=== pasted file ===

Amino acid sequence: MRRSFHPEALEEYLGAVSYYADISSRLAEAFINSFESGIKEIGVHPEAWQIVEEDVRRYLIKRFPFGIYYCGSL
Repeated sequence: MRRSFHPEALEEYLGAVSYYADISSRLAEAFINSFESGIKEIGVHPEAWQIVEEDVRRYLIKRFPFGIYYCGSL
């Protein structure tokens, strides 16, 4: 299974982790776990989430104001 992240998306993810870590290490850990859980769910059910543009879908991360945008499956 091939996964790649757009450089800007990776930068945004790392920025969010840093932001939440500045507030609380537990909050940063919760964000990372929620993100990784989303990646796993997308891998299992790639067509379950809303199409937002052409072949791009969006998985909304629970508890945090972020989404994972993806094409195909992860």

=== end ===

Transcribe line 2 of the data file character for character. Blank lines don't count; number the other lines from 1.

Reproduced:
Repeated sequence: MRRSFHPEALEEYLGAVSYYADISSRLAEAFINSFESGIKEIGVHPEAWQIVEEDVRRYLIKRFPFGIYYCGSL